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Re: Etag-on-write, 2nd attempt (== IETF draft 01)

From: Jamie Lokier <jamie@shareable.org>
Date: Thu, 14 Sep 2006 15:17:58 +0100
To: Julian Reschke <julian.reschke@gmx.de>
Cc: Helge Hess <helge.hess@opengroupware.org>, HTTP Working Group <ietf-http-wg@w3.org>
Message-ID: <20060914141758.GM942@mail.shareable.org>

Julian Reschke wrote:
> <http://greenbytes.de/tech/webdav/rfc2616.html#rfc.section.13.3.3> 
> disallows usage of weak validators for anything except GET without 
> byte-range, so it can't be used with PUT:
> 
> "Clients MAY issue simple (non-subrange) GET requests with either weak 
> validators or strong validators. Clients MUST NOT use weak validators in 
> other forms of request."
> 
> See also <http://greenbytes.de/tech/webdav/rfc2616.html#rfc.section.14.24>:
> 
> "A server MUST use the strong comparison function (see Section 13.3.3) 
> to compare the entity tags in If-Match."

For If-Match in GET, that makes sense.

> Well, the draft also says that clients MUST NOT assume octet-by-octet 
> identity unless the server indicates this using the "Entity-Transform" 
> header. As far as I can tell, this is backwards compatible with RFC2616.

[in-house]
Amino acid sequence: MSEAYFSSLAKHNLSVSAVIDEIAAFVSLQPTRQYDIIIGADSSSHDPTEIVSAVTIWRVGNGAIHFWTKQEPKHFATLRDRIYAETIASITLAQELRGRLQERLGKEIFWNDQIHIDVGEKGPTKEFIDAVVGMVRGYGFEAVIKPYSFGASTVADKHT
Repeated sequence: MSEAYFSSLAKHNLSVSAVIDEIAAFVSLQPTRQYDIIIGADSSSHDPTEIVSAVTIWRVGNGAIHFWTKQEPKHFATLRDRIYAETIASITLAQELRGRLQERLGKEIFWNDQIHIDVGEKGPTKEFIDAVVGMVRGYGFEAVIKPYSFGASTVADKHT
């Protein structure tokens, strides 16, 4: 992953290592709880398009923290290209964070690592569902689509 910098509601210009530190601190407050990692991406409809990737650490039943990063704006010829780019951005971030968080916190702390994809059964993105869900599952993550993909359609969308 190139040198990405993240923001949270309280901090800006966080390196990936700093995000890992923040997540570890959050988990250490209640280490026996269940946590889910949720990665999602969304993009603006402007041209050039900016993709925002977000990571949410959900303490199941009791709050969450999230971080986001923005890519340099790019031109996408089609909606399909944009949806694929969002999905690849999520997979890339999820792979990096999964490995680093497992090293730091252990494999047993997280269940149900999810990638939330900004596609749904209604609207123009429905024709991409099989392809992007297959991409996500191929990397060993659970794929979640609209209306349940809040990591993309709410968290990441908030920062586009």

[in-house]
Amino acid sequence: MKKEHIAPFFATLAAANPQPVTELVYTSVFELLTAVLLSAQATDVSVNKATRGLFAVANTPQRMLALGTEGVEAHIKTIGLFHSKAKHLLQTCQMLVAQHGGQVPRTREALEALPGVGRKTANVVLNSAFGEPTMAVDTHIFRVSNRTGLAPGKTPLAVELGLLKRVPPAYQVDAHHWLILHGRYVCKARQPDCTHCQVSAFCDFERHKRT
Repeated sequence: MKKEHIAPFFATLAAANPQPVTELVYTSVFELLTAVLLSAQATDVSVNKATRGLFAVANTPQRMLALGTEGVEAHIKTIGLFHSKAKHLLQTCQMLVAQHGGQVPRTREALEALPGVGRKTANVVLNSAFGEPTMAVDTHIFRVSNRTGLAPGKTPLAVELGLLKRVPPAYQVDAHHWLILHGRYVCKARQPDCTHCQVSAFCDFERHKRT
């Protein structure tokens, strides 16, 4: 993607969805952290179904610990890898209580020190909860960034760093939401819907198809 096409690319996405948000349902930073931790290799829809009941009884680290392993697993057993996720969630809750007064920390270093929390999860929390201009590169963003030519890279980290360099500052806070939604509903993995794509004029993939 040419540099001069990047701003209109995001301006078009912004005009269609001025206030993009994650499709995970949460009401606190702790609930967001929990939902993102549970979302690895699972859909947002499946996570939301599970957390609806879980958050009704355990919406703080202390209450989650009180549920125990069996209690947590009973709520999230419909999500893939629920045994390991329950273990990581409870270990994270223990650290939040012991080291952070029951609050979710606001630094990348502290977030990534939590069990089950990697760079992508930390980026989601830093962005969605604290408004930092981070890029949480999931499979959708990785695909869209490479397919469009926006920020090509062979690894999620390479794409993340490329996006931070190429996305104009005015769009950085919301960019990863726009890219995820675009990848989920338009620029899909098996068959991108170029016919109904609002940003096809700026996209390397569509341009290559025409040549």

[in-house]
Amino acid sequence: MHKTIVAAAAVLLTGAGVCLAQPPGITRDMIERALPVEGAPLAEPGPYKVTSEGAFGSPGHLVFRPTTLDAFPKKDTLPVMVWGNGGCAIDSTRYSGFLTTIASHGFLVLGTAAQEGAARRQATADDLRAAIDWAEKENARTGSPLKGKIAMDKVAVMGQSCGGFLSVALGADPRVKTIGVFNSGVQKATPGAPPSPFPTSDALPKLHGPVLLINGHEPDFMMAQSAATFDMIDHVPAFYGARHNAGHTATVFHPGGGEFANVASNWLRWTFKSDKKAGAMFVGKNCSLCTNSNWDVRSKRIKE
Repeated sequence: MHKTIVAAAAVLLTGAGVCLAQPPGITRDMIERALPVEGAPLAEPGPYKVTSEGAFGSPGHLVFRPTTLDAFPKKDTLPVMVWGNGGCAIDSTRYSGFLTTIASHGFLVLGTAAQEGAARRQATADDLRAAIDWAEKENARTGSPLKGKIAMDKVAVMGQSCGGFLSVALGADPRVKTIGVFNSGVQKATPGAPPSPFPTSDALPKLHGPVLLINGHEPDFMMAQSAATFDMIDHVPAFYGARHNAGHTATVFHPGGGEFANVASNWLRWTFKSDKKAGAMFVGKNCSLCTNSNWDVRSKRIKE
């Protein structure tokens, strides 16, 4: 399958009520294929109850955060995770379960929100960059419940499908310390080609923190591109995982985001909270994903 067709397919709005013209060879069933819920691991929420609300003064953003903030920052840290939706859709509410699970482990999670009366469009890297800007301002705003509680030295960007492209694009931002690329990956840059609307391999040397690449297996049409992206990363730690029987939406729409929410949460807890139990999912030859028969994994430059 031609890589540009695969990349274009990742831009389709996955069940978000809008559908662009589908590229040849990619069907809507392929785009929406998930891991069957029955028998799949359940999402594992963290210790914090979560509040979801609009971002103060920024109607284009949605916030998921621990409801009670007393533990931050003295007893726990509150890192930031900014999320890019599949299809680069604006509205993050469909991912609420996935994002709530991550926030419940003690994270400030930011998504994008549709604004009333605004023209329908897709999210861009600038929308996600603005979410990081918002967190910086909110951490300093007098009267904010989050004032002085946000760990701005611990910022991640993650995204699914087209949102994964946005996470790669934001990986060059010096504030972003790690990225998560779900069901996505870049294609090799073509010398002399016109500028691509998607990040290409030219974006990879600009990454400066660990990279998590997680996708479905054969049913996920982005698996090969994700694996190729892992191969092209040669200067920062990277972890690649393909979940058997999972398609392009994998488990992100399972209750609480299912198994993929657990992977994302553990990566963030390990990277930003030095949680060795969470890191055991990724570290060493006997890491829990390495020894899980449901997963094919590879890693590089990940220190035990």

Dubious, but:

> My interpretation is that a cache updates it's cache entry with the 
> content sent with PUT would be buggy. See 
> <http://greenbytes.de/tech/webdav/rfc2616.html#rfc.section.9.6>:
> 
> "If the request passes through a cache and the Request-URI identifies 
> one or more currently cached entities, those entries SHOULD be treated 
> as stale. Responses to this method are not cacheable."

I see!

This model is inconsistent, unfortunately.  While the above statement
applies to proxy caches, it's deliberately not being applied to the
"cached data model" inside an editing client application, for example.
While they are different things, they are conceptually very similar.

The conceptual similarity is most apparent if your editor is a web or
WebDAV browser, and you click "refresh" and "view source" hoping to
see what other people see... and find that it's different.  The
browser's internal cache may cache what it PUT, if the assumptions
being discussed in this thread about Etag were (incorrectly) assumed.

It's also quite unfortunate that PUT entities cannot be cached by
proxies (and other transparent caches), for bandwidth reasons.  If, in
the next specification, we were to say that PUT response Etags allow
the PUT entity to be stored in the cache (otherwise, the default is
that it's not allowed), that would be nice.

> See above. RFC2616 doesn't allow weak etags for cache validation in 
> write operations.

That's not cache validation.  It's update validation: a different
thing, whose semantics you are presumably free to define at this
point?

But:

> "A server MUST use the strong comparison function (see Section 13.3.3) 
> to compare the entity tags in If-Match."

It does seem as though this condition on If-Match ought to be relaxed
for PUT operations to server applications which can define "weak" to
mean "sufficiently good for safe updates".

-- Jamie
Received on Thursday, 14 September 2006 14:18:14 GMT

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